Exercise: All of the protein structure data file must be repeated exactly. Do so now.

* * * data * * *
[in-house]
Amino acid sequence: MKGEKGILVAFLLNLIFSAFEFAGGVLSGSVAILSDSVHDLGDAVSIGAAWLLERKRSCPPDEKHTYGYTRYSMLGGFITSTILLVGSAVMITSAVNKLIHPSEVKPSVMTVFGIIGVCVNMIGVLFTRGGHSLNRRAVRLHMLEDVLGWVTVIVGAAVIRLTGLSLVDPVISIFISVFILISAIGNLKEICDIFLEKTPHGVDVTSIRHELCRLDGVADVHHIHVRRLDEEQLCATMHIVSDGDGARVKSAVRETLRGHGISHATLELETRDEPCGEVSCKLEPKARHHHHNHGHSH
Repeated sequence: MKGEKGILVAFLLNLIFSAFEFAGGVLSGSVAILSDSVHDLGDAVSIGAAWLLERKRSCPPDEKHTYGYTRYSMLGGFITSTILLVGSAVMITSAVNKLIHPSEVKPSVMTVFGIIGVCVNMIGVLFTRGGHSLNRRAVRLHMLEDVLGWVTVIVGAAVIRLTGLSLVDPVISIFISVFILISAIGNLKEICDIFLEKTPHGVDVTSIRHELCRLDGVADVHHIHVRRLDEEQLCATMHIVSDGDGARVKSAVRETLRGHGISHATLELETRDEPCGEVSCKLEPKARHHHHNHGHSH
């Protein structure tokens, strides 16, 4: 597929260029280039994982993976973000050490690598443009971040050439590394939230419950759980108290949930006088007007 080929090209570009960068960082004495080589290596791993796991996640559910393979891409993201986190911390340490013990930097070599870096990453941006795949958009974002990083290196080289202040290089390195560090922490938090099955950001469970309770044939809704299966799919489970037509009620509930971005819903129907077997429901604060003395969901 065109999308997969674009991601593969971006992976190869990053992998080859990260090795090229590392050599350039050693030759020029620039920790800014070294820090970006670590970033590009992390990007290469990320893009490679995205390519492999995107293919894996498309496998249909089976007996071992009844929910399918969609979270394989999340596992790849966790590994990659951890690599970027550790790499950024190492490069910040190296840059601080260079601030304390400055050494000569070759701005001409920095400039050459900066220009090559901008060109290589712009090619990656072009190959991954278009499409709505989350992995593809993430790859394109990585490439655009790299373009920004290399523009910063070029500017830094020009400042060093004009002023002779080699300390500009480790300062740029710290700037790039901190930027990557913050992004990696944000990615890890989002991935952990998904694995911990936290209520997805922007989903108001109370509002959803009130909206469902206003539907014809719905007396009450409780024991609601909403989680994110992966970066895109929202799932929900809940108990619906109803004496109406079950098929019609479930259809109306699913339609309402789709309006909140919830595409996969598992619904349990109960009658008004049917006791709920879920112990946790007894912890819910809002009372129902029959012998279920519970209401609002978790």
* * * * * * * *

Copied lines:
[in-house]
Amino acid sequence: MKGEKGILVAFLLNLIFSAFEFAGGVLSGSVAILSDSVHDLGDAVSIGAAWLLERKRSCPPDEKHTYGYTRYSMLGGFITSTILLVGSAVMITSAVNKLIHPSEVKPSVMTVFGIIGVCVNMIGVLFTRGGHSLNRRAVRLHMLEDVLGWVTVIVGAAVIRLTGLSLVDPVISIFISVFILISAIGNLKEICDIFLEKTPHGVDVTSIRHELCRLDGVADVHHIHVRRLDEEQLCATMHIVSDGDGARVKSAVRETLRGHGISHATLELETRDEPCGEVSCKLEPKARHHHHNHGHSH
Repeated sequence: MKGEKGILVAFLLNLIFSAFEFAGGVLSGSVAILSDSVHDLGDAVSIGAAWLLERKRSCPPDEKHTYGYTRYSMLGGFITSTILLVGSAVMITSAVNKLIHPSEVKPSVMTVFGIIGVCVNMIGVLFTRGGHSLNRRAVRLHMLEDVLGWVTVIVGAAVIRLTGLSLVDPVISIFISVFILISAIGNLKEICDIFLEKTPHGVDVTSIRHELCRLDGVADVHHIHVRRLDEEQLCATMHIVSDGDGARVKSAVRETLRGHGISHATLELETRDEPCGEVSCKLEPKARHHHHNHGHSH
């Protein structure tokens, strides 16, 4: 597929260029280039994982993976973000050490690598443009971040050439590394939230419950759980108290949930006088007007 080929090209570009960068960082004495080589290596791993796991996640559910393979891409993201986190911390340490013990930097070599870096990453941006795949958009974002990083290196080289202040290089390195560090922490938090099955950001469970309770044939809704299966799919489970037509009620509930971005819903129907077997429901604060003395969901 065109999308997969674009991601593969971006992976190869990053992998080859990260090795090229590392050599350039050693030759020029620039920790800014070294820090970006670590970033590009992390990007290469990320893009490679995205390519492999995107293919894996498309496998249909089976007996071992009844929910399918969609979270394989999340596992790849966790590994990659951890690599970027550790790499950024190492490069910040190296840059601080260079601030304390400055050494000569070759701005001409920095400039050459900066220009090559901008060109290589712009090619990656072009190959991954278009499409709505989350992995593809993430790859394109990585490439655009790299373009920004290399523009910063070029500017830094020009400042060093004009002023002779080699300390500009480790300062740029710290700037790039901190930027990557913050992004990696944000990615890890989002991935952990998904694995911990936290209520997805922007989903108001109370509002959803009130909206469902206003539907014809719905007396009450409780024991609601909403989680994110992966970066895109929202799932929900809940108990619906109803004496109406079950098929019609479930259809109306699913339609309402789709309006909140919830595409996969598992619904349990109960009658008004049917006791709920879920112990946790007894912890819910809002009372129902029959012998279920519970209401609002978790």